How to keep a running balance of payments vs. billings in Excel

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I have a row of cells with 12 Monthly columns, G4 (January) through R4 (December), in which I will input the amount paid towards a monthly billing. [Note that an early comment discusses multiple years in multiple rows. However, that is no longer the case; it is just a single year, in row 4.]

When the bill has an amount due, it is a standard amount, the value of which is stored in cell F4.

If a month does not have an amount due, I leave the associated G4:R4 cell blank. If an amount is due, I enter the amount paid (zero if nothing), in the associated cell.

I would like for cell A4 to show a running total of the outstanding balance (amounts due minus amounts paid). Example: Monthly bill is 100.00 (F4). I paid 75 dollars in January (G4), so the running total I still owe is 25.00 (A4). I paid 50 dollars in February towards February’s bill (H4), so now I owe 75 (A4).

Note that there will never be a case where there is no billed amount but I pay toward a prior balance; if there is a prior balance, there will always be a billing for the standard amount. So, a blank cell in G4:R4 means that nothing was billed; a value in G4:R4 means the standard amount was billed and the entered amount was paid.


In A4 simply put:


after your comment removed some “$” signs so that the formula can be easily copied over the 15 needed rows.

In the comments you gave that the range of cells for your months is G4:R4

Now for your answer:

The formula you will want to put into your running total (A4) is:

=IF( SUM($G4:$R4) < $F$4*COUNTA($G4:$R4), $F$4*COUNTA($G4:$R4) – SUM($G4:$R4), 0)

Lets break this down and analyze the parts:


COUNTA is short for “Count All”. It counts the number of non-blank cells within the range G4:R4. This is because you said the formula must ignore blanks. Furthermore, this keep track of how many months have ‘gone by’.


This is the total amount owed. (Monthly payment)*(# of months)


This is the total amount paid. By default, this ignores the blanks.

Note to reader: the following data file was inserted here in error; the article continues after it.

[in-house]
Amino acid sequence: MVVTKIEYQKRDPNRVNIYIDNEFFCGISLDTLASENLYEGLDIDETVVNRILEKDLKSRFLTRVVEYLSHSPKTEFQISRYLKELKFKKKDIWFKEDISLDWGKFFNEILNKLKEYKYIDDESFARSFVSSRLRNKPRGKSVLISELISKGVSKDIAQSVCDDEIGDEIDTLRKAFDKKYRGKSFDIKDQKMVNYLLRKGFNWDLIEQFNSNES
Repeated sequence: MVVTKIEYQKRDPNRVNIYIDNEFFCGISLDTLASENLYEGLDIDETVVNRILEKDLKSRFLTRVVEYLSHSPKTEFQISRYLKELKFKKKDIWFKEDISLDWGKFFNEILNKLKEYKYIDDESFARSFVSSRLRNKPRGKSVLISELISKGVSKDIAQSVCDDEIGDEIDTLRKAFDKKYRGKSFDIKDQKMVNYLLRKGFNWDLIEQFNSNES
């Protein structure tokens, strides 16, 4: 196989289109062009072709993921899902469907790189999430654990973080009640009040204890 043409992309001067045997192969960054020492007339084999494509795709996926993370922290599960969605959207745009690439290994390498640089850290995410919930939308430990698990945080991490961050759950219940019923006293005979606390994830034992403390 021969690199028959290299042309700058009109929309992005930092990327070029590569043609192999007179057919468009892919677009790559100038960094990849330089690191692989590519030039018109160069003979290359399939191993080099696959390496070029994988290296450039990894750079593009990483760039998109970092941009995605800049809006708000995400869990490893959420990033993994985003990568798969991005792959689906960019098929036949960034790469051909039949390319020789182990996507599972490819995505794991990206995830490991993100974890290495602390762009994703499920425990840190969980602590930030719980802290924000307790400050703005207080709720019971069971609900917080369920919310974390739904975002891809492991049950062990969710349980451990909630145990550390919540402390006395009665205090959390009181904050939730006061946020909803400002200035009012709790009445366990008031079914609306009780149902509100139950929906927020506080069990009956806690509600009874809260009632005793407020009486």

So together we basically have

IF( TotalPaid < TotalOwed ) display TotalOwed – TotalPaid

Else display 0

Note: This answer was written prior to clarification of the question and does not reflect the current wording. I am leaving it in place only because the comments document the reasons for revisions to the question.

There are several answers that make the assumption that you pay something every month. What if you don’t? Without getting into issues like penalties or late fees, the billed amount is due each month regardless of the payment history. Counting months with payments doesn’t guarantee a correct answer. To do that, you need a method of specifying how many bills there have been.

There might be peculiarities in your billing cycle and the reference period could be in a previous year. If calculating the number of billing cycles to date is not straightforward, that calculation could be another Super User question. To keep it simple for this example, say January is billing period 1 and you aren’t concerned with the day of the month the bill is due.

For this simple example, A4 could contain:


I assume you are copying A4 to A5 for the next year, when you are using values in G5:R5. Some notes:

  • If the standard billing amount can change from year to year, don’t anchore F4 with dollar signs; each row would have a relevant F column value.
  • If the standard billing amount can change mid-year, you will need a more complicated formula.
  • This formula assumes that everything balances in December and nothing carries over to the next year. If that is not the case, you would want to add the year-end balance in a cell, a logical place would be the start of the next year, and include that in your sum.

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